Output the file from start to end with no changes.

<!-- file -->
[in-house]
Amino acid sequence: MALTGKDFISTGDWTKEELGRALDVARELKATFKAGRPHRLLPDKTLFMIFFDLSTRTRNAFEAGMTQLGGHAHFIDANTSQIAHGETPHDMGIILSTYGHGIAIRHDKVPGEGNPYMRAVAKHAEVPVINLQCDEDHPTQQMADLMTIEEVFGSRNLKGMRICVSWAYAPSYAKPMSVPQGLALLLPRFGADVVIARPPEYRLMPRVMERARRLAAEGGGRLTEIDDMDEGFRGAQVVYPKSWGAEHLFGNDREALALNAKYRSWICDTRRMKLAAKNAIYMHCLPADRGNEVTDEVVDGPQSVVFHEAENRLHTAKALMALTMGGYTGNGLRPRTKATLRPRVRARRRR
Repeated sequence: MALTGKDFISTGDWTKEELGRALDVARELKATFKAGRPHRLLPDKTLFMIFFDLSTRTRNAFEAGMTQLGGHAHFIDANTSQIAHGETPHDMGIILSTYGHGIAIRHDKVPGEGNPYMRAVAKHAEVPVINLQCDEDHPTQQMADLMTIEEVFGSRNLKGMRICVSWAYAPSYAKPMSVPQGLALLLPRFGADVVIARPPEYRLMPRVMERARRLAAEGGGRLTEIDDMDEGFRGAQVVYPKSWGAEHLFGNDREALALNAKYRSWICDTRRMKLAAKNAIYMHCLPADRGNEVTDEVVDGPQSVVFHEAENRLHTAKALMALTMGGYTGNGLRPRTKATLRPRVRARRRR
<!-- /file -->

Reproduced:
[in-house]
Amino acid sequence: MALTGKDFISTGDWTKEELGRALDVARELKATFKAGRPHRLLPDKTLFMIFFDLSTRTRNAFEAGMTQLGGHAHFIDANTSQIAHGETPHDMGIILSTYGHGIAIRHDKVPGEGNPYMRAVAKHAEVPVINLQCDEDHPTQQMADLMTIEEVFGSRNLKGMRICVSWAYAPSYAKPMSVPQGLALLLPRFGADVVIARPPEYRLMPRVMERARRLAAEGGGRLTEIDDMDEGFRGAQVVYPKSWGAEHLFGNDREALALNAKYRSWICDTRRMKLAAKNAIYMHCLPADRGNEVTDEVVDGPQSVVFHEAENRLHTAKALMALTMGGYTGNGLRPRTKATLRPRVRARRRR
Repeated sequence: MALTGKDFISTGDWTKEELGRALDVARELKATFKAGRPHRLLPDKTLFMIFFDLSTRTRNAFEAGMTQLGGHAHFIDANTSQIAHGETPHDMGIILSTYGHGIAIRHDKVPGEGNPYMRAVAKHAEVPVINLQCDEDHPTQQMADLMTIEEVFGSRNLKGMRICVSWAYAPSYAKPMSVPQGLALLLPRFGADVVIARPPEYRLMPRVMERARRLAAEGGGRLTEIDDMDEGFRGAQVVYPKSWGAEHLFGNDREALALNAKYRSWICDTRRMKLAAKNAIYMHCLPADRGNEVTDEVVDGPQSVVFHEAENRLHTAKALMALTMGGYTGNGLRPRTKATLRPRVRARRRR